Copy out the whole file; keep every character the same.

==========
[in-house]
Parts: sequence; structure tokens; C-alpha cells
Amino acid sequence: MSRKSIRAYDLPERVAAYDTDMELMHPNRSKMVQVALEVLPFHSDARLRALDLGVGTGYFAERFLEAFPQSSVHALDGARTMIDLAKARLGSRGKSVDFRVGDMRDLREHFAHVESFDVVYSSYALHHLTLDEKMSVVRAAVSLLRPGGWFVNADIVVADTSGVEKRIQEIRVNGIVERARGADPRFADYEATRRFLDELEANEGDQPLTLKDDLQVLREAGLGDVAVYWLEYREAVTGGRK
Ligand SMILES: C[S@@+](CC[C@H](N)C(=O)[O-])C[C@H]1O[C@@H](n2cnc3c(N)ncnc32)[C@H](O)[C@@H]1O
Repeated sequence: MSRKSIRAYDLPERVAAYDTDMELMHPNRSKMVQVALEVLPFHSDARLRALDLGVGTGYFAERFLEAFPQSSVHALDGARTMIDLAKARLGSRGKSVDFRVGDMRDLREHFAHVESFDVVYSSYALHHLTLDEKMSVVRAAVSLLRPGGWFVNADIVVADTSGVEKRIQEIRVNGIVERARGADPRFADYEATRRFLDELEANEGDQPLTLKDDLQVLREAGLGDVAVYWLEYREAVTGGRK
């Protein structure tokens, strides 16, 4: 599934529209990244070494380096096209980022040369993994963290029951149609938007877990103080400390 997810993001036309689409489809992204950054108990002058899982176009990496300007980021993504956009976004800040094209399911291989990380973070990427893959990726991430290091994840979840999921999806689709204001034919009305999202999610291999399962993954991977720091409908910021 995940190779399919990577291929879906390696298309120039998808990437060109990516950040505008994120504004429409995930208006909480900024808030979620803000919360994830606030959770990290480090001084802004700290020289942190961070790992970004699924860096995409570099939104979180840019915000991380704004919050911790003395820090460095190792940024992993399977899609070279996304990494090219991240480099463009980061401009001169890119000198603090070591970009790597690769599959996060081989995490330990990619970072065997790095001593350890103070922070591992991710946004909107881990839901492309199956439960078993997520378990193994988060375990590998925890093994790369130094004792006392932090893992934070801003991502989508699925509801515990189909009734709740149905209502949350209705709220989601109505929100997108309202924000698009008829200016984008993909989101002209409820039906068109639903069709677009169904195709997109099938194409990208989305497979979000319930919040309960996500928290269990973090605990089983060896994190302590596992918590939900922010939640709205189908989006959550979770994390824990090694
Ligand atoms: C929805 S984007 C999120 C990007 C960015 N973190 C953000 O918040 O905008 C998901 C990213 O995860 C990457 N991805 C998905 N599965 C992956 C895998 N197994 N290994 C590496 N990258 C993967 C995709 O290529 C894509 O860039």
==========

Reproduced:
[in-house]
Parts: sequence; structure tokens; C-alpha cells
Amino acid sequence: MSRKSIRAYDLPERVAAYDTDMELMHPNRSKMVQVALEVLPFHSDARLRALDLGVGTGYFAERFLEAFPQSSVHALDGARTMIDLAKARLGSRGKSVDFRVGDMRDLREHFAHVESFDVVYSSYALHHLTLDEKMSVVRAAVSLLRPGGWFVNADIVVADTSGVEKRIQEIRVNGIVERARGADPRFADYEATRRFLDELEANEGDQPLTLKDDLQVLREAGLGDVAVYWLEYREAVTGGRK
Ligand SMILES: C[S@@+](CC[C@H](N)C(=O)[O-])C[C@H]1O[C@@H](n2cnc3c(N)ncnc32)[C@H](O)[C@@H]1O
Repeated sequence: MSRKSIRAYDLPERVAAYDTDMELMHPNRSKMVQVALEVLPFHSDARLRALDLGVGTGYFAERFLEAFPQSSVHALDGARTMIDLAKARLGSRGKSVDFRVGDMRDLREHFAHVESFDVVYSSYALHHLTLDEKMSVVRAAVSLLRPGGWFVNADIVVADTSGVEKRIQEIRVNGIVERARGADPRFADYEATRRFLDELEANEGDQPLTLKDDLQVLREAGLGDVAVYWLEYREAVTGGRK
């Protein structure tokens, strides 16, 4: 599934529209990244070494380096096209980022040369993994963290029951149609938007877990103080400390 997810993001036309689409489809992204950054108990002058899982176009990496300007980021993504956009976004800040094209399911291989990380973070990427893959990726991430290091994840979840999921999806689709204001034919009305999202999610291999399962993954991977720091409908910021 995940190779399919990577291929879906390696298309120039998808990437060109990516950040505008994120504004429409995930208006909480900024808030979620803000919360994830606030959770990290480090001084802004700290020289942190961070790992970004699924860096995409570099939104979180840019915000991380704004919050911790003395820090460095190792940024992993399977899609070279996304990494090219991240480099463009980061401009001169890119000198603090070591970009790597690769599959996060081989995490330990990619970072065997790095001593350890103070922070591992991710946004909107881990839901492309199956439960078993997520378990193994988060375990590998925890093994790369130094004792006392932090893992934070801003991502989508699925509801515990189909009734709740149905209502949350209705709220989601109505929100997108309202924000698009008829200016984008993909989101002209409820039906068109639903069709677009169904195709997109099938194409990208989305497979979000319930919040309960996500928290269990973090605990089983060896994190302590596992918590939900922010939640709205189908989006959550979770994390824990090694
Ligand atoms: C929805 S984007 C999120 C990007 C960015 N973190 C953000 O918040 O905008 C998901 C990213 O995860 C990457 N991805 C998905 N599965 C992956 C895998 N197994 N290994 C590496 N990258 C993967 C995709 O290529 C894509 O860039």